If you were to poll companies in the United States today the majority of them would likely respond that throughout their lifespans internal marketing and sales departments have at times been at odds. Regardless of whether the company sells B2B or B2C historically tension has existed between these two departments because of their co-dependence.
Sales teams have often looked at their marketing counterparts with frustration over the lack of good leads being passed to them. Meanwhile, marketing departments question why sales could not convert more of the leads generated by the last campaign. Sales teams, measured by the top line revenue they generate, will look for others to blame when the numbers don’t add up. And marketing, always conscious of the need to justify spending, can be critical of sales when enough leads are not closed to meet ROI goals.
In order to be successful, companies must find solutions to ease contentions between these two vital departments. Smart companies are building bridges between sales and marketing to align their processes and drive common results. Times are changing and the evolving nature of customer behavior—and the ability to track and measure that behavior—is creating opportunities that will allow sales and marketing to advance in concert.
Consumers today have many techniques and opportunities to research their next purchase making them more informed and connected than ever before. Just look at the rise of services like Yelp that provide real-time ratings from current customers on the quality of the goods and services of a business. Customers can turn to a search engine to get immediate comparisons of different products and price points, which then leads them to a brick and mortar or an e-commerce store to make a purchase. Research from Google and CEB titled The Digital Evolution in B2B Marketing shows that customers have completed 60% of the sales decision before ever reaching out to a business, regardless of price point. This “connected customer” paradigm is driving sales and marketing departments to re-think their relationship. The roles of both departments are blending to meet the needs of the ultra-informed customer.
To keep pace with the ever more informed customer, marketing teams have adopted new technologies. Marketing departments now use software to automate many repetitive tasks so more time can be dedicated to reaching the customer first. Technology is also being used to get closer to the customer by measuring and monitoring immediate responses to email and web campaigns. Having greater insight into customer behavior has allowed marketing departments to fine-tune messaging for maximum impact on the customer.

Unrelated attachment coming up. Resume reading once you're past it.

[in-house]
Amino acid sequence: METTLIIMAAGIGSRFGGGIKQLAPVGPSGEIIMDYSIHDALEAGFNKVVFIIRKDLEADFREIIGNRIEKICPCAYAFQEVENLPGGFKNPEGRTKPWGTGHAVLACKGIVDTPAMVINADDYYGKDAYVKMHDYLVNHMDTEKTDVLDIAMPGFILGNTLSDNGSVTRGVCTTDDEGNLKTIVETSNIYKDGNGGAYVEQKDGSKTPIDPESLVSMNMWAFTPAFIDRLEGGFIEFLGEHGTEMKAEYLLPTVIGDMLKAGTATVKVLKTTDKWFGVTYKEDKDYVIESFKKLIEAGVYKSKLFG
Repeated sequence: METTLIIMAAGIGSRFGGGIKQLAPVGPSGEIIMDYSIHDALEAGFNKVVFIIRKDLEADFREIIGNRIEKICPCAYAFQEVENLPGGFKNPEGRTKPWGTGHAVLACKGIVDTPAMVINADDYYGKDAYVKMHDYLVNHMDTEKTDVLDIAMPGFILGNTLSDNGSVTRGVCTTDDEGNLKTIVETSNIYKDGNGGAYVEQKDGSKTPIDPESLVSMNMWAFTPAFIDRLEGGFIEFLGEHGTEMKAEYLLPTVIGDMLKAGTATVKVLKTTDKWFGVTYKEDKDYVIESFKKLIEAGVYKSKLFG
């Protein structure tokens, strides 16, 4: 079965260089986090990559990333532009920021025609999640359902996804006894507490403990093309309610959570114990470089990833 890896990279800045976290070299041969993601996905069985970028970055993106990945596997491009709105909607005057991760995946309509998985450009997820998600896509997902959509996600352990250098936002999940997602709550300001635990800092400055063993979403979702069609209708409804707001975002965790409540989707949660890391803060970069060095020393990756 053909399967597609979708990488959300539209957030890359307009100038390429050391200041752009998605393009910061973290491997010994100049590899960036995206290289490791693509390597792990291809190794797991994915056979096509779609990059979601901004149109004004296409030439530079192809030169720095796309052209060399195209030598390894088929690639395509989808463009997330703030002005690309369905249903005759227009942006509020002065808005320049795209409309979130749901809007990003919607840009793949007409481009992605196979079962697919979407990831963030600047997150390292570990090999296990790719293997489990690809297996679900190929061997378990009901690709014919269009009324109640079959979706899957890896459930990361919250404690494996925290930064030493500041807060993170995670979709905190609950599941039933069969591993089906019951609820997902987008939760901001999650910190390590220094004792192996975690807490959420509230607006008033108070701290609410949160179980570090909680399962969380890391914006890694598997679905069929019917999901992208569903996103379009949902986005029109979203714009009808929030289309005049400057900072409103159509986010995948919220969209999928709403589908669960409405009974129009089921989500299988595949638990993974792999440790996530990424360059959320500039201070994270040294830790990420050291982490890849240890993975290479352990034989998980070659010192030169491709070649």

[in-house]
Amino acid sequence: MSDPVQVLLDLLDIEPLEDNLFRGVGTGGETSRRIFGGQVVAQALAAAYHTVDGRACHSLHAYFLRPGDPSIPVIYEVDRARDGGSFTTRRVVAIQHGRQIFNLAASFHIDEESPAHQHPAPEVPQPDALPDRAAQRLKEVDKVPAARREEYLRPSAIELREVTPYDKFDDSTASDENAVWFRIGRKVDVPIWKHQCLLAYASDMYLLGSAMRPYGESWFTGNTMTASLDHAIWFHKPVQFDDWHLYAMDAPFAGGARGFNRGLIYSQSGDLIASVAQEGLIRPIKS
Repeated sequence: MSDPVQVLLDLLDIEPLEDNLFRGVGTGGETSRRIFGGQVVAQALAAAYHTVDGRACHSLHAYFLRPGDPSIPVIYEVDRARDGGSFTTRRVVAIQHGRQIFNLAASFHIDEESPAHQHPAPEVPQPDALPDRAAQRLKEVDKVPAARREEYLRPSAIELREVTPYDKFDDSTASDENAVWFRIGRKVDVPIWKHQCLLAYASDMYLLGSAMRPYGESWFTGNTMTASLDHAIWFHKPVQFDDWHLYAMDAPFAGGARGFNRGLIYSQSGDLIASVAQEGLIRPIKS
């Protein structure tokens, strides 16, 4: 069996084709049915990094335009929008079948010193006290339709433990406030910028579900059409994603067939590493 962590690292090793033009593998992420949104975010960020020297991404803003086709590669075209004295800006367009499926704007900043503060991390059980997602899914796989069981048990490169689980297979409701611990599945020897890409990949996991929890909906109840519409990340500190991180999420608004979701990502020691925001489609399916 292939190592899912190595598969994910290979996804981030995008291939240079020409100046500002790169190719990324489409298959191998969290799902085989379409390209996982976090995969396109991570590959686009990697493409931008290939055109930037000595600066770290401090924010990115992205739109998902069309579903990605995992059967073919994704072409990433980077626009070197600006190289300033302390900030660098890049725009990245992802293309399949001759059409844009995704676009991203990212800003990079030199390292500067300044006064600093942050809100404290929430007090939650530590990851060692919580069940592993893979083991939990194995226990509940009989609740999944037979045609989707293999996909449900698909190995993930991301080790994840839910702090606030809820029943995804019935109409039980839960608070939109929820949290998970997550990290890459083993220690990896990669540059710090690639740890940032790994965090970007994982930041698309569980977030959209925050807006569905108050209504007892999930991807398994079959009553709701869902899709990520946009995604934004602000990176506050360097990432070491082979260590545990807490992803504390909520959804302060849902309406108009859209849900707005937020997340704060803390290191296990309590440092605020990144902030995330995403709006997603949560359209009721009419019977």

By monitoring and tracking behavior marketing teams can more precisely segment the interested prospect from the casual shopper. B2B marketing teams can serve up more relevant content and better engage the customer, while B2C teams can drive unique offers to incentivize the sale. All of the behavioral data that can now be collected allows marketing departments the ability to drive the customer farther down the sales funnel and produce a better quality sales lead.
Historically, sales teams received a list of leads from the marketing department and were told to contact, qualify, and convert. Information was limited often to the source of the lead – a tradeshow meeting or a campaign response would be the sole qualifying metric. Now, the customer journey and associated behavioral data the marketing department collects can be transferred to sales. These data points give the sales team the ability to better distribute and convert each lead to a customer. Specifics such as what product the customer showed interest in, how much time the customer spent on a specific page of a website, or a survey response gives sales professionals the details they need to cut through the noise, engage the customer and drive a quicker close.
To align with the increasing amounts of data being provided by the marketing department, companies have worked to fine-tune the sales funnel by improving their measuring and monitoring of sales performance. Tighter scrutiny of sales team, regions, processes and messaging using new technologies allows management to tweak efforts to drive optimum results.
Organizations that have learned how to make technology work in their favor are reaping the benefits of sales and marketing departments that are functioning harmoniously. For companies still struggling to find the solution that ends the finger pointing, there are four key steps to take to help bridge the divide.
Create a common definition of a lead. As simple as this sounds, it is a common mistake. Having a clear understanding of what sales needs, so a process can be developed by marketing to achieve the common goal is a critical first step.
Start taking advantage of the flow of data potential customers are generating. Determine what sources of data are available to the company and what information streams can be and need to be created.
Measure and test the data collected to determine which points of data reflect customers’ true intent.
Embrace collaborative technologies that allow sales and marketing to capture and share common data points to close the loop between marketing efforts and sales results.
Following these steps and taking other action to build bridges between sales and marketing departments within a company is an invaluable investment in the success of a business.